XN Sports NHL Predictions 2014

Sindey Crosby

With the new NHL season drawing ever closer, our crack team of NHL experts — Jimmy Murphy, Sean Hartnett, Michael Clifford and Pat Pickens were asked to offer their awards predictions for the 2014-15 NHL season.

What did they agree on?

  • All four of our experts have Sidney Crosby capturing the Art Ross Trophy.
  • Three of our experts agree that Anze Kopitar will win the Selke Trophy.
  • Three of our experts have tipped Jonathan Drouin to take home the Calder Trophy.
  • Three of our experts think Dallas Stars general manager Jim Nill will be named GM of the Year.
  • Two of our experts foresee Sergei Bobrovsky capturing a second career Vezina Trophy.
  • Two of our experts have Erik Karlsson winning a second career Norris Trophy.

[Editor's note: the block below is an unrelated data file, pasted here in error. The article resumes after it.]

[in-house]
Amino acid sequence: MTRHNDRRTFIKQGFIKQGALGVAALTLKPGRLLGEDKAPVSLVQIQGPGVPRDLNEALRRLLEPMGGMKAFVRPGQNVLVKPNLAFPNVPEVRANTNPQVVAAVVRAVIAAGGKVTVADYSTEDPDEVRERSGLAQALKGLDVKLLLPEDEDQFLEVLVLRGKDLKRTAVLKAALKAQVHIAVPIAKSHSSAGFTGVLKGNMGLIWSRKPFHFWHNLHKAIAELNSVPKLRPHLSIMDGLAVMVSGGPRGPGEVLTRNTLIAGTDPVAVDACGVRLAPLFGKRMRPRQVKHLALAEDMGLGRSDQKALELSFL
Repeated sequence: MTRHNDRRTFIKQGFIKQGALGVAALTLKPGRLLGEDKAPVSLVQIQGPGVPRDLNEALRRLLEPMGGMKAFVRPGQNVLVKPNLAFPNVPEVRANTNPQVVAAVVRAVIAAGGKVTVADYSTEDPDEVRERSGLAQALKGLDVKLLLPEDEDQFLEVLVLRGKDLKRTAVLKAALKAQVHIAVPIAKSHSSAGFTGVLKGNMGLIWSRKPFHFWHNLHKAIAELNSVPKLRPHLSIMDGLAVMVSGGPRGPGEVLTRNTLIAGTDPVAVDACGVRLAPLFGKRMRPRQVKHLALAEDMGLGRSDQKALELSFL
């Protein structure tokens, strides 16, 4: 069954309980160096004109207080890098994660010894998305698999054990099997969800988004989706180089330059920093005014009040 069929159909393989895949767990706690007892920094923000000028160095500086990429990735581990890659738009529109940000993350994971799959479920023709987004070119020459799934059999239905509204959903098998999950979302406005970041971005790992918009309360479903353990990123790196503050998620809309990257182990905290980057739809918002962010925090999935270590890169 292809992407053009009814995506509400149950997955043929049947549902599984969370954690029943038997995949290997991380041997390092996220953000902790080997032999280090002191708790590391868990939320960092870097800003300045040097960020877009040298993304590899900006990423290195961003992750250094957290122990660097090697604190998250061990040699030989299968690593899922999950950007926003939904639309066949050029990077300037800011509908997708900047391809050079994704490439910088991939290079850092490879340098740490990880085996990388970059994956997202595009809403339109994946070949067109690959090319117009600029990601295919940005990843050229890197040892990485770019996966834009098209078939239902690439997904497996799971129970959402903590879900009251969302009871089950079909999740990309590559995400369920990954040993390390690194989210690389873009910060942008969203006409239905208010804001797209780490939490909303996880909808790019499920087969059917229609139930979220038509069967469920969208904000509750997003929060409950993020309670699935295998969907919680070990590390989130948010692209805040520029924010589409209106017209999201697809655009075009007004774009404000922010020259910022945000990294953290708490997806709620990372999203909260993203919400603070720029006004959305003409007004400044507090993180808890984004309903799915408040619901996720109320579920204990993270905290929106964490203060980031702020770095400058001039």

• Half of our experts are predicting Alex Ovechkin to hang on to the Rocket Richard Trophy, the other half have chosen Steven Stamkos.
  • Our experts were divided over who would win the Hart Trophy. Two picked Crosby and the other half believes Stamkos will earn his first career Hart Trophy.
  • Two of our experts have pegged the New Jersey Devils as a “dark horse,” the other half believe the Florida Panthers could emerge as a surprise team.
  • Two of our experts believe the Colorado Avalanche are in for a tough season.
  • Two of our experts picked the Chicago Blackhawks to lift Lord Stanley.
  • None of our experts have backed the Los Angeles Kings to repeat as Stanley Cup champs.

Without further adieu, here are the 2014-15 XN Sports staff NHL predictions. Enjoy and let the debate begin!


Sean Hartnett

  1. Stanley Cup Winner: Canadiens over Kings. The Habs came very close to making last year’s Cup Final. A strong case can be made that had Carey Price been healthy, Montreal would have defeated the Rangers in the Eastern Conference Finals. A strong youthful core that includes Price, P.K. Subban, Max Pacioretty and Alex Galchenyuk will have benefited from last year’s run.